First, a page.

There are also some interesting papers about those who reacted to the Tolkiens with their own humor. Those who find the parodies of Tolkien or even just the the idea of parodies about Tolkien repellant and not worth their time (these are no less stories about bravery, sacrifice, and heroism, and for some sacrosanct with them having replaced The Bible for some), can get up to speed from the included articles from Evelyn Koch and Sherrylyn Branchaw. With so much new from The Tolkiens there might not be time or energy for such parodies, even if there might be some interesting textual and intellectual dynamics in them. Davide Martini provides some humorous art from around the world, much of which referring to "The Riddle Game" between Bilbo and Gollum, reminding that this whole adventure started as a children's book which toned down some of the more ghastly elements of this tale. The new movies with images, depictions, and action, The Chronicles of Narnia included in this, are more likely to give the consumer nightmares than the books they are based upon. Some very interesting depictions of Bilbo and Gollum in this, some that might make you laugh about how they were depicted in a different age and in other countries. A personable and brilliant Jared Lobdell finishes out the book with a very intellectual and for some sometimes a comical take on Tolkien's oeuvre and that of the other Inklings (including some that are not known very well on American shores at least).
Humor though, as shown, is not always from the good side. The Orcs enjoy laughing at the pain of others for example. Humor can hurt, even when it true. It can be a weapon. It also can be a force for good, even a medicine. There are though a few harsh judgements and conclusions from those assembled about the use of it with some folks sometimes being mean. In Middle Earth Mirth was a medicine of sorts and not only the children inside, also the adults, continue to laugh. In this day and age we might need humor more than ever with Comedians being a political 6th Estate in a country that might have lost some of the necessary political checks and balances with the recent Republican electoral landslide. The Press has long been the 4th Estate. The government hackers who revealed private government documents to the public are the 5th Estate. We might also need a 6th for sometime. This book will give one a more sophisticated understanding of what is involved in comical pursuits. Including the people who don’t vote: The Majority is not happy with what has transpired this November and humor might be a way to better understand what will transpire now. We might, like Middle Earth, need the medicine and Mirth.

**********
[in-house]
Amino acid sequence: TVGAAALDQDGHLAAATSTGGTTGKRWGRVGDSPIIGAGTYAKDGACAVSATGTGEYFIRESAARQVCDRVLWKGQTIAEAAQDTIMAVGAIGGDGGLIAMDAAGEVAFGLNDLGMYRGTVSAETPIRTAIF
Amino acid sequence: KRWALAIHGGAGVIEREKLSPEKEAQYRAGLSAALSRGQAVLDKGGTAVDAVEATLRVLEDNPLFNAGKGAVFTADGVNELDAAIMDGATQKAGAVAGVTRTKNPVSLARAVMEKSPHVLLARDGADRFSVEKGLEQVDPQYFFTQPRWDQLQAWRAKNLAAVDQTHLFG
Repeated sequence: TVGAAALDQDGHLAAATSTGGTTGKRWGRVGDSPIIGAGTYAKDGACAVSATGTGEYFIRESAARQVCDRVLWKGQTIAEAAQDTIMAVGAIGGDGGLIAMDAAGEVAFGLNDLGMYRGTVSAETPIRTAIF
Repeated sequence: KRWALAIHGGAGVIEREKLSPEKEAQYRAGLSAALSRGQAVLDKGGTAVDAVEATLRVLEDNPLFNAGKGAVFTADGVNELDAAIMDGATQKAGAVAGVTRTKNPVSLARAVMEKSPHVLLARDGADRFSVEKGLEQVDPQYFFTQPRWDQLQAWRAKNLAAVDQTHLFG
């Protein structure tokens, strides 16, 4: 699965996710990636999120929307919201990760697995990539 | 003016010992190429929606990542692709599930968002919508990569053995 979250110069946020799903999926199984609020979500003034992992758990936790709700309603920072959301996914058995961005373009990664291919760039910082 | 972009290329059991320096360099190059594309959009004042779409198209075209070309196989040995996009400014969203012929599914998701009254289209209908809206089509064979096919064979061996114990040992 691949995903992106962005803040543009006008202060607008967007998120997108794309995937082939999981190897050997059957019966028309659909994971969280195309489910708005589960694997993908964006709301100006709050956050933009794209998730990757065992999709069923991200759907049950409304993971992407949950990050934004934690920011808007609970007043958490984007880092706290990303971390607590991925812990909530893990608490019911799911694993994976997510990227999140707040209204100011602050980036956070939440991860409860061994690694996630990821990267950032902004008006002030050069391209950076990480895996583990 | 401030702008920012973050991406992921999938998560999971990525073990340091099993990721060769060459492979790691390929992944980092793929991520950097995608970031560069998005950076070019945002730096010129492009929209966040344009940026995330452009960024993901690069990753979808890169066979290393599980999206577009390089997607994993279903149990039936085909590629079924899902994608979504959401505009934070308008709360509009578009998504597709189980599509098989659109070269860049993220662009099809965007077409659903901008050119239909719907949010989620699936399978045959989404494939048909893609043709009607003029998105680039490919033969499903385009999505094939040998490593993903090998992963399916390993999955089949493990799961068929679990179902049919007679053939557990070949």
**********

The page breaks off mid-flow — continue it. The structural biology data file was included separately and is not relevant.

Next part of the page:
This is one of many worthwhile books from, thank you, Walking Tree Publishers which has a focussed scholarly Tolkien analysis or more than one for probably every type of Tolkien fan, critic or scholar. If you don<'t find one from them to your interest you might want to send them a query letter with the idea.tter with the idea.